To give some context of the above tweet (the original tweets I responded to were deleted), IIRC I was addressing the fact that Yearn had a serious comms problem that constantly caused massive pumps (and dumps) just based off what the developer, Andre Cronje, felt like tweeting at the time. The “probably more valuable than some of the above” comment was referencing a tweet talking about them hiring engineers and other more technical positions. In my personal opinion, a good communication expert can often be one of the most valuable members of any team, returning similar if not more value than any engineer, product manager, etc. And that’s not a knock on any engineers or anything like that (I certainly don’t have their abilities), because without them nothing gets shipped. But what I mean is this - you can take the worst product with the best sales team and make it a huge success. But you can also take the best product with the worst sales team, and it’ll be a total disaster.
From the teaching perspective (that’s my wheelhouse), the number one skill a teacher needs to have is classroom management. It doesn’t matter if you’re a content expert if you can’t control your class or convey your message. This also taps into another issue that I have seen pop up in the community - people sometimes feel like the team is making rash, quick decisions. While we know that ultimately isn’t true, it can appear that way when there is never any word about anything prior to an announcement on Twitter.
Now, the term community manager in the above tweet was misused by me (I couldn’t think of the term at the time), and that is not what PROOF needs - they already have incredible ones. So what do I think could be the solution here? Simple - PROOF needs to hire a communications specialist (plural?) whose entire job is to take announcements and messages from the team, and put it into a format that the community at large can understand and digest. Similarly, they should take the concerns of the community, and make sure they get heard by the team. Someone to act as the bridge between the team and the community when it comes to messaging, to make sure the right message is getting out there.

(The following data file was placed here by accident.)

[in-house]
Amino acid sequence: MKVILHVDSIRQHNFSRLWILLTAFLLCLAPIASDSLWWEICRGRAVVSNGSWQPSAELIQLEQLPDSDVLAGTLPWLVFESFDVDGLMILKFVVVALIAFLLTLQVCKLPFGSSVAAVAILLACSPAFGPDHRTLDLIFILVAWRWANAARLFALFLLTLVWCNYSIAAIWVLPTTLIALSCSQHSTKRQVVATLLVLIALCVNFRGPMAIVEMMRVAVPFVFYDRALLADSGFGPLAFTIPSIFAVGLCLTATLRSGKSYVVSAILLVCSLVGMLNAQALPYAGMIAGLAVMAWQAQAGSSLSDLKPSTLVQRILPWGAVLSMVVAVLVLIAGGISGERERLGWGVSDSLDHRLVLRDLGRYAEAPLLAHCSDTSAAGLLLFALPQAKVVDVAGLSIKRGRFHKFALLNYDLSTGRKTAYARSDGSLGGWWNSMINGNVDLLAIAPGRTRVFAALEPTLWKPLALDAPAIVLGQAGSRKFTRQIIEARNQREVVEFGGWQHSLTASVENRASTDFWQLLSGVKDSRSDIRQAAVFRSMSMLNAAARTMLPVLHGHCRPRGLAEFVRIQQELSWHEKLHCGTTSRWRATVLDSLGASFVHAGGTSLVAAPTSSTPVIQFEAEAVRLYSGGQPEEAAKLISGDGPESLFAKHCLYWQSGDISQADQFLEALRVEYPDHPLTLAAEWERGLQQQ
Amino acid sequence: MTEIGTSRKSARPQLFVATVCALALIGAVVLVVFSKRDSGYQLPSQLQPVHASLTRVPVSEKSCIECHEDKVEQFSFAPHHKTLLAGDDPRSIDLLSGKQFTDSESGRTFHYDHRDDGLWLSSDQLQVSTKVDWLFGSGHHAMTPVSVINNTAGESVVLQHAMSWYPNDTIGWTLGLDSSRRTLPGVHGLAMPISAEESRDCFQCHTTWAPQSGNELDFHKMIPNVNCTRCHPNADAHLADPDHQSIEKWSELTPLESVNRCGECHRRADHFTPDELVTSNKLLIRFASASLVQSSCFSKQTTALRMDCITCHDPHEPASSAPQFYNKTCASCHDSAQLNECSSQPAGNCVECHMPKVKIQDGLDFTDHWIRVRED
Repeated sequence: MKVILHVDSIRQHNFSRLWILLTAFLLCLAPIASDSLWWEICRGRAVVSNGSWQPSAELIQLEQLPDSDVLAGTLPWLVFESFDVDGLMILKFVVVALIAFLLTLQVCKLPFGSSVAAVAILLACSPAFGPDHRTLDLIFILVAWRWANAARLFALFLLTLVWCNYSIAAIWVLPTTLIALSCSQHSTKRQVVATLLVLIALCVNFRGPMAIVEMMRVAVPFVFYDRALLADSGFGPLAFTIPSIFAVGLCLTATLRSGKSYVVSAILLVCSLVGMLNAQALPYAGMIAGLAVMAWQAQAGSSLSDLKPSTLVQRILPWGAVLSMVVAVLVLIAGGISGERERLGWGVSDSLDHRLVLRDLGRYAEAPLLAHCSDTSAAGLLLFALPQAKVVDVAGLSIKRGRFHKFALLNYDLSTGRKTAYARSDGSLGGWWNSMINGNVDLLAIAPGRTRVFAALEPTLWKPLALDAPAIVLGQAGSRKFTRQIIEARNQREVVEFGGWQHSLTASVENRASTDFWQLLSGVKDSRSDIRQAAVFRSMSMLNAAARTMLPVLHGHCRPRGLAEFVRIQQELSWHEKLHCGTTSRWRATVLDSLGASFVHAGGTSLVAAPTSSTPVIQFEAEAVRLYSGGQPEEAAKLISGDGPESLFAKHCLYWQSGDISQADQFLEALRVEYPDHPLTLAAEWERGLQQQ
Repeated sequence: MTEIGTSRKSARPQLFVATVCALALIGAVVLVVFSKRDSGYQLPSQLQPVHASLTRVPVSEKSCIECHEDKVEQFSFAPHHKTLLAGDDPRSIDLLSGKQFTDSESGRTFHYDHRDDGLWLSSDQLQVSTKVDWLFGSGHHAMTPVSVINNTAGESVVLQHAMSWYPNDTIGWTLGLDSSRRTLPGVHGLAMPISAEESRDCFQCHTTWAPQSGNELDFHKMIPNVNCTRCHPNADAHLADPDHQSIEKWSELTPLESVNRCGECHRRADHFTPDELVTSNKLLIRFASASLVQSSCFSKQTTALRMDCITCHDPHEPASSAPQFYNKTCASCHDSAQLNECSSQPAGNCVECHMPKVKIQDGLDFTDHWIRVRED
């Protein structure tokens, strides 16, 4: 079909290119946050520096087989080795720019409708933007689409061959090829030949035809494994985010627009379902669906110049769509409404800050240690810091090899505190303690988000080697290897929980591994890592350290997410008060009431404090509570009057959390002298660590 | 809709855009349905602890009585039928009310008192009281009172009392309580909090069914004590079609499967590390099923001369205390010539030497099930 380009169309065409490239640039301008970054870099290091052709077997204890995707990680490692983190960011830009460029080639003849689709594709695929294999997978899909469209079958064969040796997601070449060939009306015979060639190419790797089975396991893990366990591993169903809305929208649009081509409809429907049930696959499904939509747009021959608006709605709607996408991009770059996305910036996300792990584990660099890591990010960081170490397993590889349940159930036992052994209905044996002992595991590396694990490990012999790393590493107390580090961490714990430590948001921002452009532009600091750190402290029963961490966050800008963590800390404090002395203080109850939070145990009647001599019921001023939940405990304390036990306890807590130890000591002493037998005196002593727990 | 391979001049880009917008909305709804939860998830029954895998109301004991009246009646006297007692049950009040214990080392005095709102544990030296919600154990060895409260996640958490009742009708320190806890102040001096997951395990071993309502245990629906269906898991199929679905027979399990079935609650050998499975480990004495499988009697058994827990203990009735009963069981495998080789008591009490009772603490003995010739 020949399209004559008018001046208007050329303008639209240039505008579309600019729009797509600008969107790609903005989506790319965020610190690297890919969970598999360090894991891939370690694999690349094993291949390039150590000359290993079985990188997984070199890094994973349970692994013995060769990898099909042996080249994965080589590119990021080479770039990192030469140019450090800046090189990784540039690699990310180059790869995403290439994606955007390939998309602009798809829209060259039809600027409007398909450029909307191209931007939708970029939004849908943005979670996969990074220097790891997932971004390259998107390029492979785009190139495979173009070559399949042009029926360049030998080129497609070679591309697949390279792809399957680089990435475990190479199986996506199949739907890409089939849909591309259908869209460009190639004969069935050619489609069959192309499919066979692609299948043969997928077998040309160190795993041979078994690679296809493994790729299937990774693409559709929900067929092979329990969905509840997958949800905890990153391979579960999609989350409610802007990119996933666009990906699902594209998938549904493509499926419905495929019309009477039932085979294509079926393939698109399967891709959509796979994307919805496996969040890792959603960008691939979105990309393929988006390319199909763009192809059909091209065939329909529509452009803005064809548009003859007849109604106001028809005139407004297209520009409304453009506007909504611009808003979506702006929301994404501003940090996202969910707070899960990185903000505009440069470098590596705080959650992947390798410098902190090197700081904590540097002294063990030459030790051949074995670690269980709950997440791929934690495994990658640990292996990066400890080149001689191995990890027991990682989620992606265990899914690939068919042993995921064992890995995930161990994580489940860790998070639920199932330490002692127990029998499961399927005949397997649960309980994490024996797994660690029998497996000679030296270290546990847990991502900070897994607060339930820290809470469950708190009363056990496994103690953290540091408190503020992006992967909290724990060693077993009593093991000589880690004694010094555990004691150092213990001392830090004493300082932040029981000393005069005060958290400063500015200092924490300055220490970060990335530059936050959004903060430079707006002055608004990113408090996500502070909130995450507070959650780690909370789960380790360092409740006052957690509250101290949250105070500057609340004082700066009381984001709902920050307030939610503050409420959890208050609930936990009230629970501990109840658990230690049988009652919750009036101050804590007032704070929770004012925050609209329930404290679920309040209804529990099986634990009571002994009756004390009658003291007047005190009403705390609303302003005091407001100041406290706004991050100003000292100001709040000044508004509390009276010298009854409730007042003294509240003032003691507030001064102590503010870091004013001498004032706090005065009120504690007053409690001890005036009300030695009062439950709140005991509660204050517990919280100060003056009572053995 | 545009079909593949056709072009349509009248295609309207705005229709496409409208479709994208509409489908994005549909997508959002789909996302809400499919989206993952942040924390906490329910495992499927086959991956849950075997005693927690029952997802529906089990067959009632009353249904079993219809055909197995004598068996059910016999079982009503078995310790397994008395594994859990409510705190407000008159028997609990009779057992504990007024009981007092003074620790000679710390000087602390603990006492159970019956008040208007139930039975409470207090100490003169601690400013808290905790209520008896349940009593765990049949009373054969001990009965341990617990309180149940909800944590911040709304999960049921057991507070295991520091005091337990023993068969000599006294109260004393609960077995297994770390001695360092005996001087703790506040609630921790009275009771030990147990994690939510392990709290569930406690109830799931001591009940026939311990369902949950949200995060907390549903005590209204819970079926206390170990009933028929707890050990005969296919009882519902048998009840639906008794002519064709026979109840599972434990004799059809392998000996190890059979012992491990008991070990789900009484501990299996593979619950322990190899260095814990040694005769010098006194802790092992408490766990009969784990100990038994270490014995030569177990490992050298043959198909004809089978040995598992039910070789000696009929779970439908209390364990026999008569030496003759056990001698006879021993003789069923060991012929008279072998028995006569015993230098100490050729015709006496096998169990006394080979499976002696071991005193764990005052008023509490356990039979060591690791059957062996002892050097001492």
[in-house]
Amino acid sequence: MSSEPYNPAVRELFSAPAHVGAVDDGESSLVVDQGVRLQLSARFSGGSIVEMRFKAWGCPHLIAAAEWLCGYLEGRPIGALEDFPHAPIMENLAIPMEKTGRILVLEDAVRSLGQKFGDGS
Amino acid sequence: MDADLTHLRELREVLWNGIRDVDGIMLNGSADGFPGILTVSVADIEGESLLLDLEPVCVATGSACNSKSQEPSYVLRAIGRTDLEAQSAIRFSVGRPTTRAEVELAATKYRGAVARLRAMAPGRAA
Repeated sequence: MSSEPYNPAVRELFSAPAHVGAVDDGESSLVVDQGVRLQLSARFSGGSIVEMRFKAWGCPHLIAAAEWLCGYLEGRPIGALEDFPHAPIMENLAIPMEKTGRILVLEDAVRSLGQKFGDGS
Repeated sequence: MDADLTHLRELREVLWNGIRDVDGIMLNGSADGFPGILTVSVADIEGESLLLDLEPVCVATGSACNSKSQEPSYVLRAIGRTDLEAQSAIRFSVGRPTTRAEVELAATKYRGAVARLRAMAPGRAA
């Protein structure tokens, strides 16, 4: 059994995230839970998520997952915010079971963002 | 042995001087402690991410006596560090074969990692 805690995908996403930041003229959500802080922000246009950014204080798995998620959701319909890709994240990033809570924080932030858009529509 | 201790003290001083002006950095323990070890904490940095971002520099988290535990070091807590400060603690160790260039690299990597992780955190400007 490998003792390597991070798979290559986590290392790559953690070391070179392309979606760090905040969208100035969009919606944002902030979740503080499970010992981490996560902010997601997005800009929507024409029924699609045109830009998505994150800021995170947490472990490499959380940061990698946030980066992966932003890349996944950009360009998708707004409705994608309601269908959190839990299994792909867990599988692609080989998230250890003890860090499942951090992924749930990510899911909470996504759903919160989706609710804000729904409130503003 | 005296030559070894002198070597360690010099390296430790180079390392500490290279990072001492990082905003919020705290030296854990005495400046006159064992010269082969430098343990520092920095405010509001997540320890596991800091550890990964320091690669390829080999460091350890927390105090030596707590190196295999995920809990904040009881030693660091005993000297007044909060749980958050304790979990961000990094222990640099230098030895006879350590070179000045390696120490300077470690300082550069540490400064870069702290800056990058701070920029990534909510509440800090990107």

In addition to this, the PROOF team should bring on some community advisors as a sort of focus group to bounce ideas off of (this doesn’t need to be a paid position obviously as I’m sure they can find volunteers). These advisors should have representatives from the Collective, from Moonbirds, artists within PROOF, and from Oddities. Ultimately, the goal here is to throw ideas and plans out to this group to get their honest feedback. If there is a concern about things leaking out, you can simply remove and replace people if it becomes an issue (the juice is worth the squeeze here). PROOF has continued to say that community is the most important thing - and this would show that they are listening. This would also address another issue I see pop up a lot, and that is the disconnect between what the community wants, and what the team thinks the community wants.
Honestly, I think this situation is a fairly simple fix - and it would be a benefit to both the team and the community. By hiring a communication specialist(s) and bringing in a group of volunteer advisors, the existing team would get to focus on the important stuff, the communications specialist can worry about packaging a message, and the community reps can make sure their opinions are heard.
There is an unbelievable amount of stuff going on in the PROOF ecosystem right now, and it seems like every day some new initiative is getting launched. Currently, we have Collective Passes, Grails I, II (and future grails), Moonbirds, Oddities (yearly), Ravens, Podcasts, PROOF Academy, Highrise, Deep Dives, Book Club, Media Arms, Conferences and Events, etc. While it’s awesome that there is so much going on all the time (especially for a content creator like me), it can make people wonder if the team is spread too thin, or what the team’s real mission here is. That’s why another issue I have seen come up is the question as to what role the Collective, Moonbirds, and Oddities will play in everything PROOF builds going forward - and whether they will play a central role to everything PROOF builds going forward.